When I talk to the more senior residents of the area it’s really surprising, how many people remember our nursery and the history of this area.
The current site has certainly changed in appearance over the last 90 years.
The first nursery here specialised in growing ferns, over the years the ownership passed on to the Moore family who developed the business into a flourishing tomato nursery.
Around the time of the Second World War, the area was covered by over 8 acres of glass, and the company employed a staff of between 20 to 30 people, most of whom lived in cottages in nearby Bretby Lane. Records show that the Bretby Nursery was extremely successful, supplying the whole country and growing predominantly the Ailsa Craig variety of tomato.
The greenhouses were heated by hot water, with a couple of staff responsible for maintaining the heat from the large boiler, by feeding it coal from the local colliery.
With the increase of cheap, imported tomatoes, the Bretby site went in to decline, and the last tomato was grown here about 25 years ago.
Rebuilding for the future
Around 1985/6 David Cartwright purchased what can only be described as a derelict site, with only 2 greenhouses, one for growing and one used as a retail shop. Since then Bretby has seen major changes and developments, including a large retail area, a much improved and extended plant area and the introduction of the popular restaurant.
In November 2005, I purchased Bretby. I already owned Planters of Tamworth and wanted to turn Bretby into a thriving business too and I could see Bretby as a real jewel in the crown.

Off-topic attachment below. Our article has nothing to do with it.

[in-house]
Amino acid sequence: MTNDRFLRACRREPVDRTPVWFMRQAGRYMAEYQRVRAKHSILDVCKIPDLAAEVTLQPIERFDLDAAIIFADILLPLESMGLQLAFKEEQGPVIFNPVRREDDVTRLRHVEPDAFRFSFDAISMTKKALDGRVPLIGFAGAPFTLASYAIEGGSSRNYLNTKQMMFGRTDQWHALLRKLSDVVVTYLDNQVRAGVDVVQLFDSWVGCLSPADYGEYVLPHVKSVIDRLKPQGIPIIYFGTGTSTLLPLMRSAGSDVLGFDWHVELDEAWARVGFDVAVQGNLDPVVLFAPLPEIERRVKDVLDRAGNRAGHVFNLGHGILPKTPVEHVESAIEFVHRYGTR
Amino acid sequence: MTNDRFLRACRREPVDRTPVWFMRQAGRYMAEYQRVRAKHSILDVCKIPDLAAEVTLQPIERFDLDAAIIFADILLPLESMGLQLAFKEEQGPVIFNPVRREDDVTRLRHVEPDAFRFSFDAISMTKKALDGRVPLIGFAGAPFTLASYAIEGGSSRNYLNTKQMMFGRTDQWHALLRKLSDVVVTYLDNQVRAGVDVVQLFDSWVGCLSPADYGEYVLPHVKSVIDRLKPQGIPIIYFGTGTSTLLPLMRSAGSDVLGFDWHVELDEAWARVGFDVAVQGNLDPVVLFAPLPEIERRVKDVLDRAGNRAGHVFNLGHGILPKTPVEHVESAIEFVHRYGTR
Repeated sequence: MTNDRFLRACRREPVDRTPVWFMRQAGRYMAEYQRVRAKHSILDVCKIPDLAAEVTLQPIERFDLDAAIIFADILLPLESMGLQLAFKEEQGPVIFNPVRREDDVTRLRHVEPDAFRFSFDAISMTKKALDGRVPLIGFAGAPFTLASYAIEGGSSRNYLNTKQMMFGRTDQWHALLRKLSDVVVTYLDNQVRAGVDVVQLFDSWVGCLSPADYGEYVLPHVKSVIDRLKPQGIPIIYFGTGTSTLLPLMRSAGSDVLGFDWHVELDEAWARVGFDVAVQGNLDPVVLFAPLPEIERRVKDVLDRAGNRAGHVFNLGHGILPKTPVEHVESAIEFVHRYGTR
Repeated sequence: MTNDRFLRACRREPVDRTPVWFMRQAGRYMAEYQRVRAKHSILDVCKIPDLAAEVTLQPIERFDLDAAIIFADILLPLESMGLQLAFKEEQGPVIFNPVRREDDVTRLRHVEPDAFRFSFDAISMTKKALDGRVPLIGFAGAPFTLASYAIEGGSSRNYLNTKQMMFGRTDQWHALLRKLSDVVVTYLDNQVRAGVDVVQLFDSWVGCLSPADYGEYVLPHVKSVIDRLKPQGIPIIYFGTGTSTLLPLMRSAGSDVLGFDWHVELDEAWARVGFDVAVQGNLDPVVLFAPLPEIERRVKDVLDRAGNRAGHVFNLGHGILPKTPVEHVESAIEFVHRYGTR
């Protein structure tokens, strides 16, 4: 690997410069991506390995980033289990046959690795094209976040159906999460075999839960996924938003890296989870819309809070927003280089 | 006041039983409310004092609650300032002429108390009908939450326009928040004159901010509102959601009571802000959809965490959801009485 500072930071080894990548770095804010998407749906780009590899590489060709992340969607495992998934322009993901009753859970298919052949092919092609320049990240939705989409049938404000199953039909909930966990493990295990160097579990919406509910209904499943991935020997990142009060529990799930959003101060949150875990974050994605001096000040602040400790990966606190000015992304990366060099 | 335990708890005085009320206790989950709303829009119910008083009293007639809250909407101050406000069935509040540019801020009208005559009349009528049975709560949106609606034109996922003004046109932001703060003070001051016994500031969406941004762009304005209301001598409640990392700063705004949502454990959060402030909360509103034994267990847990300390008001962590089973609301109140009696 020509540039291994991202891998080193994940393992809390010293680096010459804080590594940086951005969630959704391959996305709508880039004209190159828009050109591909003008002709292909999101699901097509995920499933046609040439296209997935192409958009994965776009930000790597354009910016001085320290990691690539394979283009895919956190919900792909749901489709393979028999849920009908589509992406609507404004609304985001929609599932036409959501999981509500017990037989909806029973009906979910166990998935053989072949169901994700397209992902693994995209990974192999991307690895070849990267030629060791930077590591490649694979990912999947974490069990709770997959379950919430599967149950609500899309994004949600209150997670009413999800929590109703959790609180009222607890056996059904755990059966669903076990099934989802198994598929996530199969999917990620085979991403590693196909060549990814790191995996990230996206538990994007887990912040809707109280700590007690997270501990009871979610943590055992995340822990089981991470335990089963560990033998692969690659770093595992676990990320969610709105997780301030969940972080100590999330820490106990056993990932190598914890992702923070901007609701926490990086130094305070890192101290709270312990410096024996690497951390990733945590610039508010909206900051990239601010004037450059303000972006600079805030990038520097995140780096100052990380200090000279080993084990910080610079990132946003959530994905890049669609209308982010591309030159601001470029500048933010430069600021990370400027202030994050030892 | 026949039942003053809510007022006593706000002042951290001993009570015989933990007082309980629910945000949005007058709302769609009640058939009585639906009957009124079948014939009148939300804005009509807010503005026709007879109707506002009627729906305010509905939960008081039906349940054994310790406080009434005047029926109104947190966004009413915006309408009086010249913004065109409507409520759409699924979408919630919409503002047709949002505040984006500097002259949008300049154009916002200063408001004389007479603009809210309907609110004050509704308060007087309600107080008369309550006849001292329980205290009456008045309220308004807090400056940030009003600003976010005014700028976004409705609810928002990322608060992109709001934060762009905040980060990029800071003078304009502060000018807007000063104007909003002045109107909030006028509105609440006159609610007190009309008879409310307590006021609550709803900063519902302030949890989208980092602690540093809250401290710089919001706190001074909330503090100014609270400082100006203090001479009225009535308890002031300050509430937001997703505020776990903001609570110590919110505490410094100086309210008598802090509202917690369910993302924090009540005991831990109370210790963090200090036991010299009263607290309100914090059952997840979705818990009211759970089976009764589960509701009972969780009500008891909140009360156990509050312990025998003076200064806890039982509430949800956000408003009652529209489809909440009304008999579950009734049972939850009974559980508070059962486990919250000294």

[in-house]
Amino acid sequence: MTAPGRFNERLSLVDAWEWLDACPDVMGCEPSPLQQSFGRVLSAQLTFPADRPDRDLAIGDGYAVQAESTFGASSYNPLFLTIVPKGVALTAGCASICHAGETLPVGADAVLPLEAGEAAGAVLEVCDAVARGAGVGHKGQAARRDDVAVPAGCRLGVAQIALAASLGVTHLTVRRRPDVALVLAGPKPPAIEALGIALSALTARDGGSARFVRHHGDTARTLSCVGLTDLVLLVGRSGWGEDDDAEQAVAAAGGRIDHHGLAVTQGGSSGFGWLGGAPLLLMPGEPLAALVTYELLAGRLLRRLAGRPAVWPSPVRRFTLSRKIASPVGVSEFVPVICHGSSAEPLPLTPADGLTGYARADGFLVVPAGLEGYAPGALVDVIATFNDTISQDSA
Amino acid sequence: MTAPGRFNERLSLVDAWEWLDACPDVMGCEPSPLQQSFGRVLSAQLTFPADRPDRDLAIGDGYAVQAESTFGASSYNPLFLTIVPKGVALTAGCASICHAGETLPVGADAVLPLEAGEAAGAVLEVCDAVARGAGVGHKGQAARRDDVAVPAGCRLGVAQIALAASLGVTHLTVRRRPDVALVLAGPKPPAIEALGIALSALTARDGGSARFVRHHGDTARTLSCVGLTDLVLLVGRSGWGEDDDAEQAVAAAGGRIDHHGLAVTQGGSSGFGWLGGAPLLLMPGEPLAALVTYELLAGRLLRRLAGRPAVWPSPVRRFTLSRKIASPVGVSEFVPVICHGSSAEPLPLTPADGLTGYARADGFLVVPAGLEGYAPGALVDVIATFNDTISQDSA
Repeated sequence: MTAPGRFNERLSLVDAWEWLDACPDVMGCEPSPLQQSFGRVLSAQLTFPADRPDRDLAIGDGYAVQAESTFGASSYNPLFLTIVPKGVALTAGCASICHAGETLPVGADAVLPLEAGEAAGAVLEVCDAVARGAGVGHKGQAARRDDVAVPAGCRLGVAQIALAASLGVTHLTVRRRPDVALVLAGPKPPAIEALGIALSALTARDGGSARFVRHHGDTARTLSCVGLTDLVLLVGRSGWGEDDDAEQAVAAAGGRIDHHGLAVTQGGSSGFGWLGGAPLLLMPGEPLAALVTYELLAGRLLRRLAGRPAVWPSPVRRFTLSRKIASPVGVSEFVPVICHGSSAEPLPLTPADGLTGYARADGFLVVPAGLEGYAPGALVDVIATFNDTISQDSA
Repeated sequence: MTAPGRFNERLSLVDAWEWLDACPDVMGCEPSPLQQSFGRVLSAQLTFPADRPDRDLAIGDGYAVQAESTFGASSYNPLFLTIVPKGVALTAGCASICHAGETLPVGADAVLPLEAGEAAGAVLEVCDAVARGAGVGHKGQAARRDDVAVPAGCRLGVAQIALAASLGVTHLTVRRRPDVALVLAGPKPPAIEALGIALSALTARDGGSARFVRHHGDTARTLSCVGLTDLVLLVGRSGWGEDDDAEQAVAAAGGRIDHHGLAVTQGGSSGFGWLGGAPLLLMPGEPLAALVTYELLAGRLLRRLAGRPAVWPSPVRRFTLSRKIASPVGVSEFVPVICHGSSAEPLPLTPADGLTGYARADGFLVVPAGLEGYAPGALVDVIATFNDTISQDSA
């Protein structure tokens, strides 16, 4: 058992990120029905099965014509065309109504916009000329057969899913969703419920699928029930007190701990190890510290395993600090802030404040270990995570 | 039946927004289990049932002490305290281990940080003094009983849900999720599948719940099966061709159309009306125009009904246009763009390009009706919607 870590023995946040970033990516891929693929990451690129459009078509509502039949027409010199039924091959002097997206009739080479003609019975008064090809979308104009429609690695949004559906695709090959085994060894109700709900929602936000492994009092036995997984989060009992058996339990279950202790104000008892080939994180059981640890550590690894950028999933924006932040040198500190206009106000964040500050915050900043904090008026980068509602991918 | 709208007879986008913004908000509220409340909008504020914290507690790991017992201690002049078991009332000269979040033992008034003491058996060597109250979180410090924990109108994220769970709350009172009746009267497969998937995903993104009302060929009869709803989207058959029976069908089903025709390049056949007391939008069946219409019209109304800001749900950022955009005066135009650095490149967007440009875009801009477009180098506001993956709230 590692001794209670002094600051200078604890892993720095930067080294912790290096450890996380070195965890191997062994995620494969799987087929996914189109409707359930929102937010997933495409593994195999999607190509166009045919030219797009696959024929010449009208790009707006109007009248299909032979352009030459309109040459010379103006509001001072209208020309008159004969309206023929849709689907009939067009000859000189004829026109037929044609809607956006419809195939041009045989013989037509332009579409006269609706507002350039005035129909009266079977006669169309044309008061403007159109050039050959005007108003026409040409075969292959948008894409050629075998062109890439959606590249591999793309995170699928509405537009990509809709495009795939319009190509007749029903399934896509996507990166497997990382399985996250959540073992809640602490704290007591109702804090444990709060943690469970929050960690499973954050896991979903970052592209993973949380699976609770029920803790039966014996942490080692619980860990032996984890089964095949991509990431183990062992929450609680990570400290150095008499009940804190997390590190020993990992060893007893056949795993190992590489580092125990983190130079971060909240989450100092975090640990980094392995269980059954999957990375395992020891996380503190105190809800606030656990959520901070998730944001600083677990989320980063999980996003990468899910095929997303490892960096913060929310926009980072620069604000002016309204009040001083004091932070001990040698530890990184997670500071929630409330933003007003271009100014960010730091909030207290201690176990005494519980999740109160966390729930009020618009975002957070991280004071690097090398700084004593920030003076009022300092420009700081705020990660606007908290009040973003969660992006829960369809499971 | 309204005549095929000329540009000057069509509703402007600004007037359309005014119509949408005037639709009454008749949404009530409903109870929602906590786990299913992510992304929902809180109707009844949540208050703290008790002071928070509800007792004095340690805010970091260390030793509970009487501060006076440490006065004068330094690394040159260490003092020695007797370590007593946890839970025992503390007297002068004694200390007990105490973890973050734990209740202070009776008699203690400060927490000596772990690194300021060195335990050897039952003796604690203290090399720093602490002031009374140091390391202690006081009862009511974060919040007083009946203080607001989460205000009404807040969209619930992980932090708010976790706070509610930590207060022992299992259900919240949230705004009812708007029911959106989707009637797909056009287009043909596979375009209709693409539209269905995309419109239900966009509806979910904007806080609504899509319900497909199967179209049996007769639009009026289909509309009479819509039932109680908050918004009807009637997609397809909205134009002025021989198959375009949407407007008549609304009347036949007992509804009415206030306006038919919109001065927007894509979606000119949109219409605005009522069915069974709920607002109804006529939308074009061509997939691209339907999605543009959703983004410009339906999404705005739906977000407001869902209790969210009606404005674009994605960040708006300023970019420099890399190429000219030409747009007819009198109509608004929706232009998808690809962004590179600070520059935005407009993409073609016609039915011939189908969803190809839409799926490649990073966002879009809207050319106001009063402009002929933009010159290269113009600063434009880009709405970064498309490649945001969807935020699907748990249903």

The Bretby philosophy to provide top quality plants is something we will maintain as we develop other aspects of the business and of course we will continue to offer our loyal Bretby customers a personal, friendly and knowledgeable service.
Bretby is in safe hands now and despite the current economic uncertainties, the future looks good. By the way, if you want to start growing your own tomatoes, we have everything you’ll need to get you on your way… who knows where it may lead!
Gerald and Christine Ingram
Did you know?
Bretby means ‘dwelling place of Britons’ and was mentioned in the Domesday book. The remains of Bretby castle lie in Castle field. The castle was demolished during the reign of James 1st in the 1640’s, the gardens (created by the 2nd Earl of Chesterfield) were said to rival those of Versailles. Bretby Hall was built on the site of the castle, once owned by Lord Carnavon he sold it in the 1920’s to finance his expedition to find Tutankhamun’s tomb. Near the village green, a set of ancient stocks is passed on the way to St Wystans Church where a plaque commemorating Benjamin Disraeli’s frequent visits to the Chesterfields is displayed.